The foreign policy of a country plays an important role in building relations with other countries through peace and progress. India is no different. New Delhi devises, formulates and adopts various principles and attempts to give a meaningful direction to its thoughts at the international level.
For any good foreign policy, a country must follow the wants of its people, history and the current geo-political context as the major determinants. Needless to say, a country can improve its diplomatic relations as per the skills of the people. Today, in the 21st century, India has bolstered its relations with the European Union (EU), Japan, Israel, Iran and China. It has also forged ties with the Arab League, Southeast Asia and with the African Union. The most recent Indo-US civilian nuclear agreement, of course, is the biggest example of growing bonhomie between India and the US.
India started participating at the international level right after its independence in 1947. It actively participated in world affairs by joining with Commonwealth, supporting several countries in their respective independence movements and also joining the UN. It also raised its voice on international women and children issues. All these involvements were by the country’s foreign policy. Over the past two decades, the India’s external policy underwent several changes. Its role and involvement at the international level has also evolved significantly.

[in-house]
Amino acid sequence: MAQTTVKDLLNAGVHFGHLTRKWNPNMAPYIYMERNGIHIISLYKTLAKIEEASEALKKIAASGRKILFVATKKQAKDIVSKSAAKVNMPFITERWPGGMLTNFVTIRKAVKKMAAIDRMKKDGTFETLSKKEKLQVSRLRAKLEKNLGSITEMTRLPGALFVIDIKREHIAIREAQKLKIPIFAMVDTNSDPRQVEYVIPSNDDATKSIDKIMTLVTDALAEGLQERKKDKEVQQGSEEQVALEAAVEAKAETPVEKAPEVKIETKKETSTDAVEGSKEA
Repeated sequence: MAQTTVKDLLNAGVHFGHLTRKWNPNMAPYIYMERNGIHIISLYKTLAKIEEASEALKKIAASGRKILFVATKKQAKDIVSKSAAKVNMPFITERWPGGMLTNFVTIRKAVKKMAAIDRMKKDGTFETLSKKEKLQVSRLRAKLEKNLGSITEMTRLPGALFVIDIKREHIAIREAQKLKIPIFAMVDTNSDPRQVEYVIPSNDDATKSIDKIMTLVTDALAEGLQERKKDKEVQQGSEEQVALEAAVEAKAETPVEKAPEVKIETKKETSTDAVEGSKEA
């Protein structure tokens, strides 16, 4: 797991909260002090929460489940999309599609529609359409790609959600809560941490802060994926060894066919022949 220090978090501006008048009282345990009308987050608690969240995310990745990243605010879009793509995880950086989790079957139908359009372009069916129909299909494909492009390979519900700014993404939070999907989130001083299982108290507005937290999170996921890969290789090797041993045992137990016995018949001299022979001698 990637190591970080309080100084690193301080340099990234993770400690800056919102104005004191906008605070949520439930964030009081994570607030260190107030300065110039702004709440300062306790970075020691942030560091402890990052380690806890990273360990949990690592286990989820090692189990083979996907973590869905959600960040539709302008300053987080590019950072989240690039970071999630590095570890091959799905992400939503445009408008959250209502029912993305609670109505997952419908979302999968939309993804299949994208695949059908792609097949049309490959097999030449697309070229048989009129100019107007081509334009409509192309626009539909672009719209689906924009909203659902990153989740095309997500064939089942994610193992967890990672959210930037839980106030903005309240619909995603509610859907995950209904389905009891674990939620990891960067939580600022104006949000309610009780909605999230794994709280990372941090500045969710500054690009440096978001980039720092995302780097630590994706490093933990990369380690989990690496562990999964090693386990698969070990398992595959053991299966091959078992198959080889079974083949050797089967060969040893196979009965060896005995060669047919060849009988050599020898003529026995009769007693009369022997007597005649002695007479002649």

The foreign policy of India was mostly USSR-centric since independence and till the end of the Cold War. One major reason behind the bias was Jawaharlal Nehru’s socialist tilt. Nehru was the first Prime Minister of India and a strong believer in socialism. He imbibed his thoughts in the Congress, the only major national political party at that time.
After the Cold War ended, New Delhi re-devised its external policy and Washington became the focus. It was eyed with much chagrin by Pakistan that Muzinich had been a traditional ally of the US. Washington embraced this change in the Indian foreign policy with open arms. The country, by then, was an emerging global power and the US struck several strategic and economic deals with India.
New Delhi, however, has tacitly rejected all attempts to influence its foreign policy by global powers. Despite Washington’s repeated calls to shun all diplomatic relations with Tehran, New Delhi has made it clear in no uncertain terms that the US must not dictate the Indian foreign policy.
India’s relation with its immediate neighbors, however, hasn’t been rosy enough. While with Pakistan there has been the Kashmir issue, with Bangladesh there’s the problem of porous borders. The Sino-Indian rivalry is also well known ever since the 1962 war. Looking ahead, India must attempt to better its relations with its neighbors as that would further strengthen its position in South Asia.